short excerpts...other writings...upon occasion or as prompted...
The tiger in the water? A representation of my life -- spirit and environment!


Saturday, December 17, 2011

Look Beyond the Broken Fence

A popular magnet bears the inscription, "A friend is someone who looks beyond your broken fence and admires the flowers in your garden." What the saying refers to is the separation of person (flowers) and problem (broken fence).

The separation of person and problem is the basis of unconditional love. Those who make love, friendship, or even collegiality conditional on specific behavior -- or the lack of specific behavior -- are destined to miss out on the wonderful experiences of real love. After all, the person is not the problem; the person's behavior is. Certainly, we can stop the behavior by killing the person, but then we are left with no future opportunities to receive the many blessings this person could have brought us.

Much unhappiness in this world results from people equating person and problem. Disliked behaviors are translated into dislike for the person exhibiting the behavior, and hurt feelings result from an unwillingness to overlook behaviors that offend. I know several people who say that they never forgive or forget and avoid all people who have ever offended them. Since no one is so perfect as to never offend anyone, it is not surprising that these people tend to have few friends and lead generally unhappy and difficult lives. They seem unaware that they have the power to bring love and happiness -- and blessings -- into their lives by looking beyond all the broken fences that they see, rather than telling their neighbors that they intend to move out of the neighborhood unless the neighbors get their act together immediately and repair their fences.

Couples who have been happily married 30, 40, and 50 years have learned this strategy. Without unconditional love, their marriages would have failed years earlier. They typically address the problem while supporting the person.

It has been one of my tasks in life to "fix" broken educational programs. Usually this means working with teachers who are afraid of "newfangled" ideas when the old ones have worked just fine, in their opinion, for years. However, obviously the old ones have not been working find in recent days, or I would not have been brought in as a consultant. If I were to treat each of these stonewallers (and sometimes worse -- I've been called names and had scathingly negative letters written about me, sometimes even before I have arrived on site) as a personal enemies, I would never have been able to get the programs in shape (and to date, I've had no failures -- knock on wood). In nearly all cases, there was a common enemy: fear of the unknown, i.e. fear to try new things because they might not work as well as the old things. By separating the problem (resistance due to fear of the unknown) from the person, I have been able not only to fix programs but also to build teams even in places where there previously had been enmity among colleagues. It begins with deliberately separating the person from the problem and ends with not even being able to see an equation between person and problem.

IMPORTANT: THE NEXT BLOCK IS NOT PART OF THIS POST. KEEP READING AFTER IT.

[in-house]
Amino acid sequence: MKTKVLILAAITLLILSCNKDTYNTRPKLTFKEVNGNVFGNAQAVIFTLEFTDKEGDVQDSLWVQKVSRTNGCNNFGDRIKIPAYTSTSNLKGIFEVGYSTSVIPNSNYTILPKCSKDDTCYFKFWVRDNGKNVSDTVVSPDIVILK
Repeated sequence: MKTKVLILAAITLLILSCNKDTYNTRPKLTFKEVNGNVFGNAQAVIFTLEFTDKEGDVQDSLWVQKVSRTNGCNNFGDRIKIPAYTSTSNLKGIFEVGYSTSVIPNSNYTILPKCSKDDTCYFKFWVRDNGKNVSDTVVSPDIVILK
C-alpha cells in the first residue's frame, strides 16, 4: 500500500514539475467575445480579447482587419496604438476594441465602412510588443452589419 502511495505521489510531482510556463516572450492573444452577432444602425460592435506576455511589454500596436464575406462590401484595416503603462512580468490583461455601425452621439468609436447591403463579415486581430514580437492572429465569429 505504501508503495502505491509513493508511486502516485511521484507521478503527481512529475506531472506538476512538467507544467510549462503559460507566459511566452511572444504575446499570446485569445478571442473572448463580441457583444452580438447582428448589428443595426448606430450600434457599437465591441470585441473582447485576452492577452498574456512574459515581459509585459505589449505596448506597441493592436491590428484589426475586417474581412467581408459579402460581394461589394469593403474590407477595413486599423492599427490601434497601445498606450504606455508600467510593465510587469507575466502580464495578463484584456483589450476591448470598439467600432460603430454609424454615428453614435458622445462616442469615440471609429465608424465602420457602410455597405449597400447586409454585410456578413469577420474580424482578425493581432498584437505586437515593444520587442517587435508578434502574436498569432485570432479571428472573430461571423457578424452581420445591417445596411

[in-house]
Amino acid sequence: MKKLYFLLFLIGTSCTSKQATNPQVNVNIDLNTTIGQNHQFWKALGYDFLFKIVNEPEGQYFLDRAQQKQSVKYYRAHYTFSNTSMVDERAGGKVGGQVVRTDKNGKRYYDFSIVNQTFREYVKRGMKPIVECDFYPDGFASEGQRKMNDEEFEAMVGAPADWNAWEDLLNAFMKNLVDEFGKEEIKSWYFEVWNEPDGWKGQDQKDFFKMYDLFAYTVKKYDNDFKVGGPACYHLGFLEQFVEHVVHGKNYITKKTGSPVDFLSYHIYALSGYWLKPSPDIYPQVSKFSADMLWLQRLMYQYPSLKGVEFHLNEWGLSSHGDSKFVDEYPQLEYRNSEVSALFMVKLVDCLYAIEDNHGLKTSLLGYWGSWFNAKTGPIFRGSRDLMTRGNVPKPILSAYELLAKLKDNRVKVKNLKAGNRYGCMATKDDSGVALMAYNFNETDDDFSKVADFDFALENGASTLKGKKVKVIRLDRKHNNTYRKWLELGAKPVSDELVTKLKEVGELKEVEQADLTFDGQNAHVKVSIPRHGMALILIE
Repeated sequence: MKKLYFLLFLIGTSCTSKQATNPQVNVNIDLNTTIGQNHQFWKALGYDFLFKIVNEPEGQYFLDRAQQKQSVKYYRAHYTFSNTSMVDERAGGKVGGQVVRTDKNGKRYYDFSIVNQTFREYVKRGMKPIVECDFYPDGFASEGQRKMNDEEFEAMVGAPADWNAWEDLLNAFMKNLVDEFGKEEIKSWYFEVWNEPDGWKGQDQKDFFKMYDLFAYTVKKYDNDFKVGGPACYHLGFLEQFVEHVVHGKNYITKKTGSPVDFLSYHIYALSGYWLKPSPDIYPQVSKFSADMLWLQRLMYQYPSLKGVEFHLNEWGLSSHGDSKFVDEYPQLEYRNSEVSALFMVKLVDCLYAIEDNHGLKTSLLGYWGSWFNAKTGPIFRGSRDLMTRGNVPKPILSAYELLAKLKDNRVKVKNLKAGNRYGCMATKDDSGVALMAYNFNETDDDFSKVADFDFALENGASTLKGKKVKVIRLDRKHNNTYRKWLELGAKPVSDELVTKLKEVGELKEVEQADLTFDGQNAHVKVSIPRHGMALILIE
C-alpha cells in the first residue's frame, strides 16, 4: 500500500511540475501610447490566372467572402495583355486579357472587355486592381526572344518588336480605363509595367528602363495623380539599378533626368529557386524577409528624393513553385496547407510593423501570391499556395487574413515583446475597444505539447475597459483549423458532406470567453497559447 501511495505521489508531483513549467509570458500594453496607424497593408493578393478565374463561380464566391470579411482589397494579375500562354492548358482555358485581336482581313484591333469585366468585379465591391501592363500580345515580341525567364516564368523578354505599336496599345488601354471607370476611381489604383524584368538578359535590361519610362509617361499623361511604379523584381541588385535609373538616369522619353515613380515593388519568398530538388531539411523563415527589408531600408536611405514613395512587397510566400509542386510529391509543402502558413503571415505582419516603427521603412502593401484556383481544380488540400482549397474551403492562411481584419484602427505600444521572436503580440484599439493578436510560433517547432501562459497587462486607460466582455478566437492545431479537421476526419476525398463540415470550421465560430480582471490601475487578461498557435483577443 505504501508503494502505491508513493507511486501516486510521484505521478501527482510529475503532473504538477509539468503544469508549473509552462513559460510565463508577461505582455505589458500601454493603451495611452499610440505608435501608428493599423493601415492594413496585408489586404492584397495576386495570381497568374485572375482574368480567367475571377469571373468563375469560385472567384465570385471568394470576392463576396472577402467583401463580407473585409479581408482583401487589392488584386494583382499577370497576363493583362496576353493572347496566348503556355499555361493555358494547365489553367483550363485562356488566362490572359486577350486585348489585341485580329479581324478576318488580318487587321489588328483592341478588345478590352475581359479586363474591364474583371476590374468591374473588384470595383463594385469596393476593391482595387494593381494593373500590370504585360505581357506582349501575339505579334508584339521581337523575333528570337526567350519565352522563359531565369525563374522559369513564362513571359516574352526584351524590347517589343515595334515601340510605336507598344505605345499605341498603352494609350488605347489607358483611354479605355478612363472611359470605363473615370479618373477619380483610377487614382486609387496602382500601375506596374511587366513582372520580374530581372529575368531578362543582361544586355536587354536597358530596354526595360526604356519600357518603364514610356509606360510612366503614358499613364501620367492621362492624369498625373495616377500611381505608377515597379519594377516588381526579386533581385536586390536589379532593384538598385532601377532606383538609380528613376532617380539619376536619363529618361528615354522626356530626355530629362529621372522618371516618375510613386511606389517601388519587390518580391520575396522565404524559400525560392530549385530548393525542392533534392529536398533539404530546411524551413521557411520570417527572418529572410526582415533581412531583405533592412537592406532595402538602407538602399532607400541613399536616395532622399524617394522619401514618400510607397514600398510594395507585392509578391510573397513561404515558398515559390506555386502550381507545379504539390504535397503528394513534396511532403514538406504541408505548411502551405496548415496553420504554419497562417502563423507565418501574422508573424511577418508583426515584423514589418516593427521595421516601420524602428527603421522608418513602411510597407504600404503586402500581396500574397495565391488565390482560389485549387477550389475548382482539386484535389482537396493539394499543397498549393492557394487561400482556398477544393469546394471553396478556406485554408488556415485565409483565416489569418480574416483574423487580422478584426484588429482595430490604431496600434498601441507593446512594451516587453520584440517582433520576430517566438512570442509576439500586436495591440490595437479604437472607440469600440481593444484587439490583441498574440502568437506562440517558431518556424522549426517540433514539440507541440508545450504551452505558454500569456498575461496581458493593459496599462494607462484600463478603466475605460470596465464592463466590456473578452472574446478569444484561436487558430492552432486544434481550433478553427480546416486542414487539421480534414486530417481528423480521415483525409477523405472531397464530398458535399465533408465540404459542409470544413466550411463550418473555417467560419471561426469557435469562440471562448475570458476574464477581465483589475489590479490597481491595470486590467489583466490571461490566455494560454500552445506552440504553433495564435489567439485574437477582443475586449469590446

While it would be nice to have no broken fences or to see that all our neighbors are mending their fences, the fences are far less important than the flowers beyond them. If our neighbors have time to tend only to one of the other, let it be the flowers. They bring greater warmth and happiness into our lives.


Excerpted and adapted from a collection of vignettes I published, copyright 2003.

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About Me

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I am the mother of 4 birth children (plus 3 others who lived with us) and grandmother of 2, all of them exceptional children. Married for 42 years, I grew up in Maine, live in California, and work in many places in education, linguistics, and program management. In my spare time, I rescue and tame feral cats and have the scars to prove it. A long-time ignorantly blissful atheist converted by a theophanic experience to Catholicism, I am now a joyful catechist. Oh, I also authored a dozen books, two under my pen name of Mahlou (Blest Atheist and A Believer-in-Waiting's First Encounters with God).

My Other Blogs

100th Lamb. This is my main blog, the one I keep most updated.

The Clan of Mahlou
. This is background information about various members of the extended Mahlou family. It is very much a work still in progress. Soon I will begin posting excerpts from a new book I am writing, Raising God's Rainbow Makers.

Modern Mysticism. This blog discusses the mystical in our pragmatic, practical, realistic, and rational 21st century world and is to those who spend some or much of their time in an irrational/mystical relationship with God. If such things do not strain your credulity, you are welcome to follow the blog and participate in it.

Recommended Reading List

Because I am blog inept, I don't quite know how to get a reading list to stay at the end of the page and not disappear from sight. Therefore, I entered it as my first post. I suppose that is not all that bad because readers started commenting about the books, even suggesting additional readings. So, you can participate with others in my reading list by clicking here.
I do post additional books as I read them and find them to be meaningful to me, and therefore, hopefully, meaningful to you. One advantage of all the plane traveling I do is that I acquire reading time that I might not otherwise take.